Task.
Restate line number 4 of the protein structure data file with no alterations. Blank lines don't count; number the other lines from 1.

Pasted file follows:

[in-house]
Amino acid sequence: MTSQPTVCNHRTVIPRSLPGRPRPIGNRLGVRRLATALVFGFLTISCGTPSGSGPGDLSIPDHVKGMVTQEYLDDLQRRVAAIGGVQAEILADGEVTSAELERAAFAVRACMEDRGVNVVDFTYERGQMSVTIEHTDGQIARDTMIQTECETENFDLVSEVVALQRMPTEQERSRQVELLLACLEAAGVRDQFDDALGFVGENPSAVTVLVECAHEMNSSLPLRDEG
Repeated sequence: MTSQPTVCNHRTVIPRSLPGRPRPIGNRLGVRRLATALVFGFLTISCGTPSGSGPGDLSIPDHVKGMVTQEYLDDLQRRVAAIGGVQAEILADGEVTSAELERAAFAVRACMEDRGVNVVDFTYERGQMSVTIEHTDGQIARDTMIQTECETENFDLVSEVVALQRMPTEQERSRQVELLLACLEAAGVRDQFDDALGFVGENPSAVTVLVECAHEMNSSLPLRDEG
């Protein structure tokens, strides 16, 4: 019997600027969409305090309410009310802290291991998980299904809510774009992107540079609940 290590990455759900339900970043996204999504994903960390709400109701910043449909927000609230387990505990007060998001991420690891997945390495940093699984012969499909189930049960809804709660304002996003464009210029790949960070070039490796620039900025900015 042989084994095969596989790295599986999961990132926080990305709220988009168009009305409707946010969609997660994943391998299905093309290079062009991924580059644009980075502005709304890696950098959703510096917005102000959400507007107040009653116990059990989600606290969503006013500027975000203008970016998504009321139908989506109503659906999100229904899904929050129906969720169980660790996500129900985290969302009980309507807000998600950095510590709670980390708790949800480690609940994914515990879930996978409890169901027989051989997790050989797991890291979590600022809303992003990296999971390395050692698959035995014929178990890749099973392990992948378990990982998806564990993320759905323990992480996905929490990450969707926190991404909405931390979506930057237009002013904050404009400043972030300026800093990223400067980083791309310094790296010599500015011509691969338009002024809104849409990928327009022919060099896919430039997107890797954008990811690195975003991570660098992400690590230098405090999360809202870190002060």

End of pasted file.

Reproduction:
């Protein structure tokens, strides 16, 4: 019997600027969409305090309410009310802290291991998980299904809510774009992107540079609940 290590990455759900339900970043996204999504994903960390709400109701910043449909927000609230387990505990007060998001991420690891997945390495940093699984012969499909189930049960809804709660304002996003464009210029790949960070070039490796620039900025900015 042989084994095969596989790295599986999961990132926080990305709220988009168009009305409707946010969609997660994943391998299905093309290079062009991924580059644009980075502005709304890696950098959703510096917005102000959400507007107040009653116990059990989600606290969503006013500027975000203008970016998504009321139908989506109503659906999100229904899904929050129906969720169980660790996500129900985290969302009980309507807000998600950095510590709670980390708790949800480690609940994914515990879930996978409890169901027989051989997790050989797991890291979590600022809303992003990296999971390395050692698959035995014929178990890749099973392990992948378990990982998806564990993320759905323990992480996905929490990450969707926190991404909405931390979506930057237009002013904050404009400043972030300026800093990223400067980083791309310094790296010599500015011509691969338009002024809104849409990928327009022919060099896919430039997107890797954008990811690195975003991570660098992400690590230098405090999360809202870190002060």